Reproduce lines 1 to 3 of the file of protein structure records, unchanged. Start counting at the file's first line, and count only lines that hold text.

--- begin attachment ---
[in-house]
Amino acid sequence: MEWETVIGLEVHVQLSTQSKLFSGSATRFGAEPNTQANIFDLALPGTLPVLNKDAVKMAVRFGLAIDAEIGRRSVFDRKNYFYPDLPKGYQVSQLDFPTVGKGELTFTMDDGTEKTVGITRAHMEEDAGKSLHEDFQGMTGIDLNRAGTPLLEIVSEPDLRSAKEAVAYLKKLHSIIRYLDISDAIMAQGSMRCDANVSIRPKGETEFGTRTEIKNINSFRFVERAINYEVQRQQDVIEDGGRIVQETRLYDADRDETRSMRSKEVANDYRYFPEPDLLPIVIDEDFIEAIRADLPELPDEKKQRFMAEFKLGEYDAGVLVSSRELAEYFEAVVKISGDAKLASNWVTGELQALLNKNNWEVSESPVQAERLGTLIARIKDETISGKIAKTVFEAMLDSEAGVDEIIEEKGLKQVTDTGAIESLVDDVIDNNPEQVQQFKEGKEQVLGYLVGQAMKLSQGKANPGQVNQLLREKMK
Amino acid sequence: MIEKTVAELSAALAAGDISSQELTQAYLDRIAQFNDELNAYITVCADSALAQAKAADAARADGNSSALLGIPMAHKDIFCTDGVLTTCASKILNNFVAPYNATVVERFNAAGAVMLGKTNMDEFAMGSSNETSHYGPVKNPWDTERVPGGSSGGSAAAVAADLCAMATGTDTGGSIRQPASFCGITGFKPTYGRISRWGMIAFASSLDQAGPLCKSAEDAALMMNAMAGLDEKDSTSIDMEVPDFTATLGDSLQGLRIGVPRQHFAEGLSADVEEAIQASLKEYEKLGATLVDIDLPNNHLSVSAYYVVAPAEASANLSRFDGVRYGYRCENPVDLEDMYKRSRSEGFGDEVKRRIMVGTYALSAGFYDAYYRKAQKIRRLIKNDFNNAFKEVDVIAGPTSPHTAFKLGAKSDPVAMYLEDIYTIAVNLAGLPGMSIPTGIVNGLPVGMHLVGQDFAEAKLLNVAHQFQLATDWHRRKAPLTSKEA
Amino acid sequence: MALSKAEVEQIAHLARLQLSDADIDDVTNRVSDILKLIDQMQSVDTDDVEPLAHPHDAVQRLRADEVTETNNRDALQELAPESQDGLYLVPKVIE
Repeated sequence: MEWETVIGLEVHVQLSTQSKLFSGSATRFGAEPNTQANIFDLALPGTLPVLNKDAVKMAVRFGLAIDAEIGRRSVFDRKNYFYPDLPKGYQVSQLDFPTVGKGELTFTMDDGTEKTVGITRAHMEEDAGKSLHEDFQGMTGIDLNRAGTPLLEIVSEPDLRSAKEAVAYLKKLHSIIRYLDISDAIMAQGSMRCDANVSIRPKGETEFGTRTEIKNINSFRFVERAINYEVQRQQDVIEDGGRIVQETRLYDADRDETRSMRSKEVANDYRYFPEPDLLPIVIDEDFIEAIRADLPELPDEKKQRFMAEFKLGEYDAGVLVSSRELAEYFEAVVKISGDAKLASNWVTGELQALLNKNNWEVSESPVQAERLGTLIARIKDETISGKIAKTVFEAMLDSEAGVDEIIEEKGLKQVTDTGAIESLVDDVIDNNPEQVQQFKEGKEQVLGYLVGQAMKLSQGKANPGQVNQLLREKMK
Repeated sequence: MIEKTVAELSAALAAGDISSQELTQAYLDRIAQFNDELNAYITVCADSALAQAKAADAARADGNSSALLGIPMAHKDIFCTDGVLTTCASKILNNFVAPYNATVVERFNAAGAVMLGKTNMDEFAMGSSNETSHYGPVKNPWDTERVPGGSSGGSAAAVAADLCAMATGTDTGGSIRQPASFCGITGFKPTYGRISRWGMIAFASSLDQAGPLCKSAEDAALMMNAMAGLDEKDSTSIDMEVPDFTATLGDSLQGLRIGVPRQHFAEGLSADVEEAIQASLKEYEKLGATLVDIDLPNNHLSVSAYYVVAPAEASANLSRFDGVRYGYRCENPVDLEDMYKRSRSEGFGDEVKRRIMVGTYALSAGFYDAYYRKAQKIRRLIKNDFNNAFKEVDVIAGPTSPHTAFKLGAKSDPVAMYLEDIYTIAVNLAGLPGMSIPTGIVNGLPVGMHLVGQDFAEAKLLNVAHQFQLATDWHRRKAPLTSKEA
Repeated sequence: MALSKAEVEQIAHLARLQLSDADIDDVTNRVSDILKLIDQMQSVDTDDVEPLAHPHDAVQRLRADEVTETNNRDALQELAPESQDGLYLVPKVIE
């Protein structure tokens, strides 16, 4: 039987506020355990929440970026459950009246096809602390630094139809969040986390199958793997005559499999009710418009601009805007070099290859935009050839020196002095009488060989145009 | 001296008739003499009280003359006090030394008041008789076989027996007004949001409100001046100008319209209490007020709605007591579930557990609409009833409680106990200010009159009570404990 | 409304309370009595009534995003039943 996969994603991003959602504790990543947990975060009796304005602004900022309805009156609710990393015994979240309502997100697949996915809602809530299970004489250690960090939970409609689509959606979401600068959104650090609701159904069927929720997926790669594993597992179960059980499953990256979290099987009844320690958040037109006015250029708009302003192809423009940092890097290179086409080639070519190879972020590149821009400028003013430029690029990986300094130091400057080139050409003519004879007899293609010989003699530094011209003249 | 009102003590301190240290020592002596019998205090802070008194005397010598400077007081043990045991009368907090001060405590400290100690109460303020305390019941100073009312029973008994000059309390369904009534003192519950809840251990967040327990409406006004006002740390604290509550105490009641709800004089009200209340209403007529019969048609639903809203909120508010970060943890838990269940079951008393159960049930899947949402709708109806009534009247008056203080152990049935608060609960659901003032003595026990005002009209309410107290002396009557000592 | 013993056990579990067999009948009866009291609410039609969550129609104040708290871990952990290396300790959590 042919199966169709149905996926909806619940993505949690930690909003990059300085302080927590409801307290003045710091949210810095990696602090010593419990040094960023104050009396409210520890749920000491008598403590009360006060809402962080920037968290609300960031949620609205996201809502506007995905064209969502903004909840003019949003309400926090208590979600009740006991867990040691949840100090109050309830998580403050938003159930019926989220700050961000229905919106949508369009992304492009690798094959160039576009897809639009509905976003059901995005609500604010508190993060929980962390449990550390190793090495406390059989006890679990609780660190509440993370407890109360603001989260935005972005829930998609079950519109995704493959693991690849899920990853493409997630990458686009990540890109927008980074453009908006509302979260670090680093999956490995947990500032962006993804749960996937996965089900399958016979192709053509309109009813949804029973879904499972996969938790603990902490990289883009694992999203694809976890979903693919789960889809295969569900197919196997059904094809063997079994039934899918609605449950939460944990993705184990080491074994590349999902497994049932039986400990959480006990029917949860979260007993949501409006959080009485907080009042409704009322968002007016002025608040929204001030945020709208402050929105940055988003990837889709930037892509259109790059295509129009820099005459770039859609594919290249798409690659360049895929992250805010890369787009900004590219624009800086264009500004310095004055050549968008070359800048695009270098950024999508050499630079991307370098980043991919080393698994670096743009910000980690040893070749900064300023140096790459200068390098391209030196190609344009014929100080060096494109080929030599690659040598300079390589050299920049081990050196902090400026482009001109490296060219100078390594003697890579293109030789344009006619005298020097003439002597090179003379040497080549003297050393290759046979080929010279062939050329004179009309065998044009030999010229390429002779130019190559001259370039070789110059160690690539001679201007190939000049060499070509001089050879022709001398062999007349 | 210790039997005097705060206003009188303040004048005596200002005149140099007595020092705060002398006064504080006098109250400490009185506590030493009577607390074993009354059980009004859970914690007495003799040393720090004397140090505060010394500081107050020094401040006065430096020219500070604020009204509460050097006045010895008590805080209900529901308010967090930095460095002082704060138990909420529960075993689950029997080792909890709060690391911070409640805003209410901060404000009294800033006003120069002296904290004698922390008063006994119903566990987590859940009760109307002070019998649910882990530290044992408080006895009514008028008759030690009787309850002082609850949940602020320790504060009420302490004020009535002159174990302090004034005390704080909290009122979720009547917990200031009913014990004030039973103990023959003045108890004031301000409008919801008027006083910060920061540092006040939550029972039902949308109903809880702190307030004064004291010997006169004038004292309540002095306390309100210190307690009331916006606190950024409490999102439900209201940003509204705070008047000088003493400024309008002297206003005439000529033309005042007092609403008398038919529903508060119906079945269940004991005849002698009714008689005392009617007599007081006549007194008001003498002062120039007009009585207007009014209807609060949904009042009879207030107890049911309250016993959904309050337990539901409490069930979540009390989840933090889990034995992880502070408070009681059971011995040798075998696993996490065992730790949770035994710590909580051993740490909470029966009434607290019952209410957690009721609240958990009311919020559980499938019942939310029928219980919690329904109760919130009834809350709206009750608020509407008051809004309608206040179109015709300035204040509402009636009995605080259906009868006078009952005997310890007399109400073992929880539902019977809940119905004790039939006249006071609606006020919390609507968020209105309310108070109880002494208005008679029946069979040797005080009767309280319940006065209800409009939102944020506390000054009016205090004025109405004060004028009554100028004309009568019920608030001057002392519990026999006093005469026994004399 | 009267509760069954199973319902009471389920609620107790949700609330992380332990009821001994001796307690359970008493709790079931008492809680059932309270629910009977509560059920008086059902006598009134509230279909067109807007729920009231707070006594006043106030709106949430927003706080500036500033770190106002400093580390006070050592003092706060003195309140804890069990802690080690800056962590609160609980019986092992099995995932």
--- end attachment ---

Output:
[in-house]
Amino acid sequence: MEWETVIGLEVHVQLSTQSKLFSGSATRFGAEPNTQANIFDLALPGTLPVLNKDAVKMAVRFGLAIDAEIGRRSVFDRKNYFYPDLPKGYQVSQLDFPTVGKGELTFTMDDGTEKTVGITRAHMEEDAGKSLHEDFQGMTGIDLNRAGTPLLEIVSEPDLRSAKEAVAYLKKLHSIIRYLDISDAIMAQGSMRCDANVSIRPKGETEFGTRTEIKNINSFRFVERAINYEVQRQQDVIEDGGRIVQETRLYDADRDETRSMRSKEVANDYRYFPEPDLLPIVIDEDFIEAIRADLPELPDEKKQRFMAEFKLGEYDAGVLVSSRELAEYFEAVVKISGDAKLASNWVTGELQALLNKNNWEVSESPVQAERLGTLIARIKDETISGKIAKTVFEAMLDSEAGVDEIIEEKGLKQVTDTGAIESLVDDVIDNNPEQVQQFKEGKEQVLGYLVGQAMKLSQGKANPGQVNQLLREKMK
Amino acid sequence: MIEKTVAELSAALAAGDISSQELTQAYLDRIAQFNDELNAYITVCADSALAQAKAADAARADGNSSALLGIPMAHKDIFCTDGVLTTCASKILNNFVAPYNATVVERFNAAGAVMLGKTNMDEFAMGSSNETSHYGPVKNPWDTERVPGGSSGGSAAAVAADLCAMATGTDTGGSIRQPASFCGITGFKPTYGRISRWGMIAFASSLDQAGPLCKSAEDAALMMNAMAGLDEKDSTSIDMEVPDFTATLGDSLQGLRIGVPRQHFAEGLSADVEEAIQASLKEYEKLGATLVDIDLPNNHLSVSAYYVVAPAEASANLSRFDGVRYGYRCENPVDLEDMYKRSRSEGFGDEVKRRIMVGTYALSAGFYDAYYRKAQKIRRLIKNDFNNAFKEVDVIAGPTSPHTAFKLGAKSDPVAMYLEDIYTIAVNLAGLPGMSIPTGIVNGLPVGMHLVGQDFAEAKLLNVAHQFQLATDWHRRKAPLTSKEA